Size & Shape
Plump-bodied and long-tailed, with short legs, small bill, and a head that looks particularly small in comparison to the body. The long, pointed tail is unique among North American doves.
Mourning Doves often match their open-country surroundings. They're delicate brown to buffy-tan overall, with black spots on the wings and black-bordered white tips to the tail feathers.
Mourning Doves fly fast on powerful wingbeats, sometimes making sudden ascents, descents, and dodges, their pointed tails stretching behind them.
Mourning Doves feed on the ground and in the open. They peck or push aside ground litter, but don't scratch at the ground. Males have favorite "cooing perches" they defend from other males. Members of a pair preen each other with gentle nibbles around the neck as a pair-bonding ritual. Eventually, the pair will progress to grasping beaks and bobbing their heads up and down in unison.
You can see Mourning Doves nearly anywhere except the deep woods. Look for them in fields or patches of bare ground, or on overhead perches like telephone wires.
Primarily a bird of open country, scattered trees, and woodland edges, but large numbers roost in woodlots during winter. Feeds on ground in grasslands, agricultural fields, backyards, and roadsides.
Seeds make up 99 percent of a Mourning Dove's diet, including cultivated grains and even peanuts, as well as wild grasses, weeds, herbs, and occasionally berries. They sometimes eat snails. Mourning Doves eat roughly 12 to 20 percent of their body weight per day, or 71 calories on average.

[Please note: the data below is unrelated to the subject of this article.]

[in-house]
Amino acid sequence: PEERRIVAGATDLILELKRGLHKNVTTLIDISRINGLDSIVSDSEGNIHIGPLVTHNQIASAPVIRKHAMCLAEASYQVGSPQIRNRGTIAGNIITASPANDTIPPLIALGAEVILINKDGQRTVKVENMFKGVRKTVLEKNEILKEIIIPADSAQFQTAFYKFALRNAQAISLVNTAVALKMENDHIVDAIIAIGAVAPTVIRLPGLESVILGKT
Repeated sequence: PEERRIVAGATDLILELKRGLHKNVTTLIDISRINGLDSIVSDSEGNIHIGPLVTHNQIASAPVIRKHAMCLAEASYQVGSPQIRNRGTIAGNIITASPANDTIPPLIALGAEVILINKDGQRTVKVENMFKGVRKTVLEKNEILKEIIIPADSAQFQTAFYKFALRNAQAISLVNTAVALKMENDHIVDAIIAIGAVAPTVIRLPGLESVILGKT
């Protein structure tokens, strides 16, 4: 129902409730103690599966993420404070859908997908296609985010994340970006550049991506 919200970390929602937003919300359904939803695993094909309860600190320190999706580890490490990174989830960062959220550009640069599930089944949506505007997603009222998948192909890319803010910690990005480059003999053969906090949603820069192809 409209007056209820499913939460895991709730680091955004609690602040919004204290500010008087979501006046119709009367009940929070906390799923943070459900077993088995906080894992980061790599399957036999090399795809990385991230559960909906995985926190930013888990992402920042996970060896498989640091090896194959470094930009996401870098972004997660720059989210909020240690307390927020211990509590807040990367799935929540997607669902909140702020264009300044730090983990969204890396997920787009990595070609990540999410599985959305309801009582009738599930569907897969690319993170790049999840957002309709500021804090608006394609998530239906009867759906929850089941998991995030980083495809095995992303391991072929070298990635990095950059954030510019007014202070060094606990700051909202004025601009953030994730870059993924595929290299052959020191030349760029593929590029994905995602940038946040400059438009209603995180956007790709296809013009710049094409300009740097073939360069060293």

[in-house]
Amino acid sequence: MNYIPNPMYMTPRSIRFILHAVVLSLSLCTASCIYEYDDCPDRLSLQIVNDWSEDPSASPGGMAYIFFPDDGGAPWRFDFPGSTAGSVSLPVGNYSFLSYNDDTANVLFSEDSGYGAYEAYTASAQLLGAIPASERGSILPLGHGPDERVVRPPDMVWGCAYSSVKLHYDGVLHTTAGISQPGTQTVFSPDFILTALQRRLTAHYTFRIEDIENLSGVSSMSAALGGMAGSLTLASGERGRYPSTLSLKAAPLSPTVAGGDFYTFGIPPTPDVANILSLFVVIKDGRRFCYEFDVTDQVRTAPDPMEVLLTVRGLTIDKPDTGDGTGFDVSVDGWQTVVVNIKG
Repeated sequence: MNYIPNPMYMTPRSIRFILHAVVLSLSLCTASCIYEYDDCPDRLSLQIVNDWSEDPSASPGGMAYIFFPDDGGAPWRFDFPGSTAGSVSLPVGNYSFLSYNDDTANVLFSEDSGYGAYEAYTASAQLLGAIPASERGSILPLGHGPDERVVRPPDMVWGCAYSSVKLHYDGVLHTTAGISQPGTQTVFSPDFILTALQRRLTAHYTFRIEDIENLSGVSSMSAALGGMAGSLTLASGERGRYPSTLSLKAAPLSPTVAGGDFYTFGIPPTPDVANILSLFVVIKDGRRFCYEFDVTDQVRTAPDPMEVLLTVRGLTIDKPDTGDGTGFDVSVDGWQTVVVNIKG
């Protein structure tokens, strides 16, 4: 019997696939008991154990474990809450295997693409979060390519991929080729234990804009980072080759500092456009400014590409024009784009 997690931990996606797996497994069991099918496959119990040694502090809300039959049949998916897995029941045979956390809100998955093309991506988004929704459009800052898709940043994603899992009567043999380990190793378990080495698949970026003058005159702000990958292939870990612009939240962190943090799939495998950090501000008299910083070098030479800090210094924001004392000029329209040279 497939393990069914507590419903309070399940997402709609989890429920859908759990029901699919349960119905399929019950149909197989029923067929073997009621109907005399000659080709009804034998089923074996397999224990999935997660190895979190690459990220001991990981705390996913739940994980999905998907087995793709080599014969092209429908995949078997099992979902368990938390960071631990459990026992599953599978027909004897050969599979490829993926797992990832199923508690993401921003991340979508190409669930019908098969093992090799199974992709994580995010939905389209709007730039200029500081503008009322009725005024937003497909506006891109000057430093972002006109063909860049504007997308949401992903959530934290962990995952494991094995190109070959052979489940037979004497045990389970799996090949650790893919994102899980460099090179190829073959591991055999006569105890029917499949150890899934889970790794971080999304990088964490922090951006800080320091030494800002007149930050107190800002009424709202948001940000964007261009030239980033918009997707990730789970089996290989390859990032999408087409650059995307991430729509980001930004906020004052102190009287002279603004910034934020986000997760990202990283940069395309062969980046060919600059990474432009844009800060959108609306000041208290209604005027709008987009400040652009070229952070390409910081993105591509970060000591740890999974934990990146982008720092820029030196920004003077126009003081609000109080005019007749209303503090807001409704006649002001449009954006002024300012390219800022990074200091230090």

During the breeding season, you might see three Mourning Doves flying in tight formation, one after another. This is a form of social display. Typically the bird in the lead is the male of a mated pair. The second bird is an unmated male chasing his rival from the area where he hopes to nest. The third is the female of the mated pair, which seems to go along for the ride.
Mourning Doves tend to feed busily on the ground, swallowing seeds and storing them in an enlargement of the esophagus called the crop. Once they've filled it (the record is 17,200 bluegrass seeds in a single crop!), they can fly to a safe perch to digest the meal.
Mourning Doves eat roughly 12 to 20 percent of their body weight per day, or 71 calories on average.
Perhaps one reason why Mourning Doves survive in the desert: they can drink brackish spring water (up to almost half the salinity of sea water) without becoming dehydrated the way humans would.
The Mourning Dove is the most widespread and abundant game bird in North America. Every year hunters harvest more than 20 million, but the Mourning Dove remains one of our most abundant birds with a U.S. population estimated at 350 million.
The oldest known Mourning Dove was 31 years 4 months old.